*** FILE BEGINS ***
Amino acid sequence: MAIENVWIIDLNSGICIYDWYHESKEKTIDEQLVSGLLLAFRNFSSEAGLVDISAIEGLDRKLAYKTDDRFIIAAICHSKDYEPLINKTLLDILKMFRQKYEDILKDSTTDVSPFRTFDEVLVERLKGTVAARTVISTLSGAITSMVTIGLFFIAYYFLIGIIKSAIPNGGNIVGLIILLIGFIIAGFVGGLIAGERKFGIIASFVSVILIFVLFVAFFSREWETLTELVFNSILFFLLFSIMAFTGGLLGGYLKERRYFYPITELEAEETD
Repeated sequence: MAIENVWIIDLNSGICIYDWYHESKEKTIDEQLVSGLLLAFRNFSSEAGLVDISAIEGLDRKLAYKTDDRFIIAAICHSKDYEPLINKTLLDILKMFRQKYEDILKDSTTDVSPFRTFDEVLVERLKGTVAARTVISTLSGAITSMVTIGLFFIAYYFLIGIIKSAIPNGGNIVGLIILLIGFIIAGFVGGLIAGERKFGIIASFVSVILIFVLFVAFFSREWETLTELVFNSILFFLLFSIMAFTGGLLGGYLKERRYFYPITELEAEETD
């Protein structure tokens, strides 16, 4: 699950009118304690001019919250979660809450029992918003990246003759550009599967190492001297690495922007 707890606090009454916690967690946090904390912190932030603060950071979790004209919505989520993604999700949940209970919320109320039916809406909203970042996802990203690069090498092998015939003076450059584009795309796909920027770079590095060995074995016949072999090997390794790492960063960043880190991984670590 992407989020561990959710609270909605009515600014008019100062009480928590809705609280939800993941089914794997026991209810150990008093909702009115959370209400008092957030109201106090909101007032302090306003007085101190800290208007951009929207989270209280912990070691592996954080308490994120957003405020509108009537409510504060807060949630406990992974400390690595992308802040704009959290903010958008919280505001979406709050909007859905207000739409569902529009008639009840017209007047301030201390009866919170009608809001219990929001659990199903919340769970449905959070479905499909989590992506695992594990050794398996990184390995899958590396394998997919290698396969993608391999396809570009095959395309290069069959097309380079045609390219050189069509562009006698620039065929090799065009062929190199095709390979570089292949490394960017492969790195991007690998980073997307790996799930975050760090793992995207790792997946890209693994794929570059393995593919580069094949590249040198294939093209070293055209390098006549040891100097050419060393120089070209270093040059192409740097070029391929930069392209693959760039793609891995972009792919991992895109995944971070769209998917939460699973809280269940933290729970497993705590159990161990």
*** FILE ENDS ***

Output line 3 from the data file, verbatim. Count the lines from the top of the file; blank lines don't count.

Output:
């Protein structure tokens, strides 16, 4: 699950009118304690001019919250979660809450029992918003990246003759550009599967190492001297690495922007 707890606090009454916690967690946090904390912190932030603060950071979790004209919505989520993604999700949940209970919320109320039916809406909203970042996802990203690069090498092998015939003076450059584009795309796909920027770079590095060995074995016949072999090997390794790492960063960043880190991984670590 992407989020561990959710609270909605009515600014008019100062009480928590809705609280939800993941089914794997026991209810150990008093909702009115959370209400008092957030109201106090909101007032302090306003007085101190800290208007951009929207989270209280912990070691592996954080308490994120957003405020509108009537409510504060807060949630406990992974400390690595992308802040704009959290903010958008919280505001979406709050909007859905207000739409569902529009008639009840017209007047301030201390009866919170009608809001219990929001659990199903919340769970449905959070479905499909989590992506695992594990050794398996990184390995899958590396394998997919290698396969993608391999396809570009095959395309290069069959097309380079045609390219050189069509562009006698620039065929090799065009062929190199095709390979570089292949490394960017492969790195991007690998980073997307790996799930975050760090793992995207790792997946890209693994794929570059393995593919580069094949590249040198294939093209070293055209390098006549040891100097050419060393120089070209270093040059192409740097070029391929930069392209693959760039793609891995972009792919991992895109995944971070769209998917939460699973809280269940933290729970497993705590159990161990």